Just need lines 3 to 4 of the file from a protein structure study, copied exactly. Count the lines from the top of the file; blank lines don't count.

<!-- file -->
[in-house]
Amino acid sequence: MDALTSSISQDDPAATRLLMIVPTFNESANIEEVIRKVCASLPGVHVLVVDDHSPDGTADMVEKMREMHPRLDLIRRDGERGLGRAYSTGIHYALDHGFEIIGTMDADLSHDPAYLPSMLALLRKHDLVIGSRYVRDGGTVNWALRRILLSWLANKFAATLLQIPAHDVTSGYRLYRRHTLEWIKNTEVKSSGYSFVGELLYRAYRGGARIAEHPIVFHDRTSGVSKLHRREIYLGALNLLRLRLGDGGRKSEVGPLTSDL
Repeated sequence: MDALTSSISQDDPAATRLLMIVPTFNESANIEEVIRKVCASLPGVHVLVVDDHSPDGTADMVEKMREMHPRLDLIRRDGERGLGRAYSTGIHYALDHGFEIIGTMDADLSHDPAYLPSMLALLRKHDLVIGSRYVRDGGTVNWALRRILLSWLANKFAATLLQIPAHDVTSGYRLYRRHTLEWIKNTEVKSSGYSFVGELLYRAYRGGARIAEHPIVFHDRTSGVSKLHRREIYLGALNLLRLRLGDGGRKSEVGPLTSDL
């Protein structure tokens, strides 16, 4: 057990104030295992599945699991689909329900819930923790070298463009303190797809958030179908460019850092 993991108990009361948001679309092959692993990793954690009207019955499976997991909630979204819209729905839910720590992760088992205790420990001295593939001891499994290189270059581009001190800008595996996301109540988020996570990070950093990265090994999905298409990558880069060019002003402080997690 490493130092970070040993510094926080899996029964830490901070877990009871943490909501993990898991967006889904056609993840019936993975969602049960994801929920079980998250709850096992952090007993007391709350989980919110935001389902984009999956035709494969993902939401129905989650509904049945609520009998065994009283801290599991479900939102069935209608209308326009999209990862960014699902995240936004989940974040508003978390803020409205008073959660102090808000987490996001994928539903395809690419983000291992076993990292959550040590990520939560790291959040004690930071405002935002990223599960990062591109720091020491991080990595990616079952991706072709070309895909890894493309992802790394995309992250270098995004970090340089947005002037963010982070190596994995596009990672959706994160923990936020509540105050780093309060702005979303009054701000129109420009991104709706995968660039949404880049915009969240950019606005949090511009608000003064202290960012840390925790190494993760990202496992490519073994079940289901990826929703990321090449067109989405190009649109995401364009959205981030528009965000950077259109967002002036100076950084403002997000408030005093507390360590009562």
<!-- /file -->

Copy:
Repeated sequence: MDALTSSISQDDPAATRLLMIVPTFNESANIEEVIRKVCASLPGVHVLVVDDHSPDGTADMVEKMREMHPRLDLIRRDGERGLGRAYSTGIHYALDHGFEIIGTMDADLSHDPAYLPSMLALLRKHDLVIGSRYVRDGGTVNWALRRILLSWLANKFAATLLQIPAHDVTSGYRLYRRHTLEWIKNTEVKSSGYSFVGELLYRAYRGGARIAEHPIVFHDRTSGVSKLHRREIYLGALNLLRLRLGDGGRKSEVGPLTSDL
């Protein structure tokens, strides 16, 4: 057990104030295992599945699991689909329900819930923790070298463009303190797809958030179908460019850092 993991108990009361948001679309092959692993990793954690009207019955499976997991909630979204819209729905839910720590992760088992205790420990001295593939001891499994290189270059581009001190800008595996996301109540988020996570990070950093990265090994999905298409990558880069060019002003402080997690 490493130092970070040993510094926080899996029964830490901070877990009871943490909501993990898991967006889904056609993840019936993975969602049960994801929920079980998250709850096992952090007993007391709350989980919110935001389902984009999956035709494969993902939401129905989650509904049945609520009998065994009283801290599991479900939102069935209608209308326009999209990862960014699902995240936004989940974040508003978390803020409205008073959660102090808000987490996001994928539903395809690419983000291992076993990292959550040590990520939560790291959040004690930071405002935002990223599960990062591109720091020491991080990595990616079952991706072709070309895909890894493309992802790394995309992250270098995004970090340089947005002037963010982070190596994995596009990672959706994160923990936020509540105050780093309060702005979303009054701000129109420009991104709706995968660039949404880049915009969240950019606005949090511009608000003064202290960012840390925790190494993760990202496992490519073994079940289901990826929703990321090449067109989405190009649109995401364009959205981030528009965000950077259109967002002036100076950084403002997000408030005093507390360590009562």